Music is Mali's greatest and most important export product. In fact, the sole jewel in the crown of a country where 72% of the population live below the poverty line is its cultural heritage. Performer Rokia Traoré puts it like this: "All we have here is a bit of gold, the Niger river and our music. The Sahara is advancing all the time, so all we will have left is our rich and varied culture."
Despite the many outside influences, Malian music has always managed to retain its original character. Since time immemorial, the griots and griottes have sung their songs of praise accompanied by traditional African instruments. One of these is the kora, a harp-lute made from a hollow gourd that has 21 strings strung across its neck. The blind female kora player Madina N'Diaye explains: "Many griots are convinced that the kora should only be played by men. They say: Women should sing but should not play any instruments. There are even people who say that I have been punished with blindness because I followed my heart and started playing the kora."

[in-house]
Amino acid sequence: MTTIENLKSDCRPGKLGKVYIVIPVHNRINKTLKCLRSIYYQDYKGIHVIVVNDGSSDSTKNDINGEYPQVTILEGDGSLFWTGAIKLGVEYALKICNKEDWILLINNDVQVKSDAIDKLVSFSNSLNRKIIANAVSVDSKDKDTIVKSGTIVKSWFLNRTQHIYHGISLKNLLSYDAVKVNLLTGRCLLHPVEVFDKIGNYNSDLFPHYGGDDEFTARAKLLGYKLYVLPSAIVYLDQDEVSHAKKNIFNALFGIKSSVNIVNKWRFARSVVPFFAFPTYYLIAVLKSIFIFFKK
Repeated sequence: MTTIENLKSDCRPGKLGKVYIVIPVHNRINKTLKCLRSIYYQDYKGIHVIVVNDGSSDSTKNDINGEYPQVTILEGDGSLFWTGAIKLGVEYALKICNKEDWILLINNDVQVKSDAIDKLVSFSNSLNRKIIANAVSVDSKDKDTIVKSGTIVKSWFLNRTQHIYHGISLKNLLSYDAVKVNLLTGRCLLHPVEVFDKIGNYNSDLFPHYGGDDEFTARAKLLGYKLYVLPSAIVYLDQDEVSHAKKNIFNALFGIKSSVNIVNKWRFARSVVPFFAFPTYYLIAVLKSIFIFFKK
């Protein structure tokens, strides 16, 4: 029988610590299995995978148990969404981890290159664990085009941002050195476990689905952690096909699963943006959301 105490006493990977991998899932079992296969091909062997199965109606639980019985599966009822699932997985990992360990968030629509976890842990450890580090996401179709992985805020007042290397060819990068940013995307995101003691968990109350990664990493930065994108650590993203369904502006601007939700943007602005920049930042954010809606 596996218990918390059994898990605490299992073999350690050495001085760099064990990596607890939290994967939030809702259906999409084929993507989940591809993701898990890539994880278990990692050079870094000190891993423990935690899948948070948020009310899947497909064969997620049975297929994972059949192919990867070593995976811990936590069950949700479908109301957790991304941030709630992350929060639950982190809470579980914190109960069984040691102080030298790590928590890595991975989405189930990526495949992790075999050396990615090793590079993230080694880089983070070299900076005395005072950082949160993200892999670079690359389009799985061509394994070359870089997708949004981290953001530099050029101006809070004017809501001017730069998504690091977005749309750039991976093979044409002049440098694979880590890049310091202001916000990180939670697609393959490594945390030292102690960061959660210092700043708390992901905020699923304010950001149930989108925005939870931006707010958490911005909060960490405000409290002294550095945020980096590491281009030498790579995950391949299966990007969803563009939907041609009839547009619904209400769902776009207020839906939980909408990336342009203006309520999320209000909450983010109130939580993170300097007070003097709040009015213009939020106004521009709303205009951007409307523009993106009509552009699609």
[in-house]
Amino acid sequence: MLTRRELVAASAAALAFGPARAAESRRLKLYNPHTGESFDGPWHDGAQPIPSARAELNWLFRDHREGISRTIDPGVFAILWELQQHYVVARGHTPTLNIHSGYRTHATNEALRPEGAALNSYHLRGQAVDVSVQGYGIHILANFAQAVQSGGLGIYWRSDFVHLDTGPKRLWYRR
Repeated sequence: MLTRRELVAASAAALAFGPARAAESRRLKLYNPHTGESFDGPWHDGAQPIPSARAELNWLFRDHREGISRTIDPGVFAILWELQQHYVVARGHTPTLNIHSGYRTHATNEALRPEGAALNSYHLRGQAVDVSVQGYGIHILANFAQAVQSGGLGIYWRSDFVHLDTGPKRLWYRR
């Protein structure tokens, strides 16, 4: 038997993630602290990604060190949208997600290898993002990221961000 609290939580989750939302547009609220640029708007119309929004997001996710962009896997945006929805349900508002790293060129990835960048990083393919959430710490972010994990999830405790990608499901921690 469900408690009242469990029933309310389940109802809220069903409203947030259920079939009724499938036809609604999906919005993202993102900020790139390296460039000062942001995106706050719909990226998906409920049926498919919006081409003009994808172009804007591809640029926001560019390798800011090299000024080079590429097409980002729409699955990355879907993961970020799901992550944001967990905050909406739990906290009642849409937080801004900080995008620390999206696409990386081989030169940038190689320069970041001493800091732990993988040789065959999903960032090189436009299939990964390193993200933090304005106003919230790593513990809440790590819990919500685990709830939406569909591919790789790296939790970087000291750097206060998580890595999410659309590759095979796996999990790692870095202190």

It’s worth pointing out that these days there are other female artists in addition to Madina who don’t play by the unwritten rules. Their stance has led to them being subjected to a barrage of constant criticism. Some have to rehearse in secret, have husbands who forbid them to play or find that relations repeatedly smash up their instruments. They may even be cursed at in the street. All this is the lot of these talented Mali musicians merely because of the life that they have chosen. As their numbers are few, it is doubtful whether they could engineer social change in the short term. However, this unique type of world music is becoming more and more popular internationally, so at least they will not have to leave the stage unheard.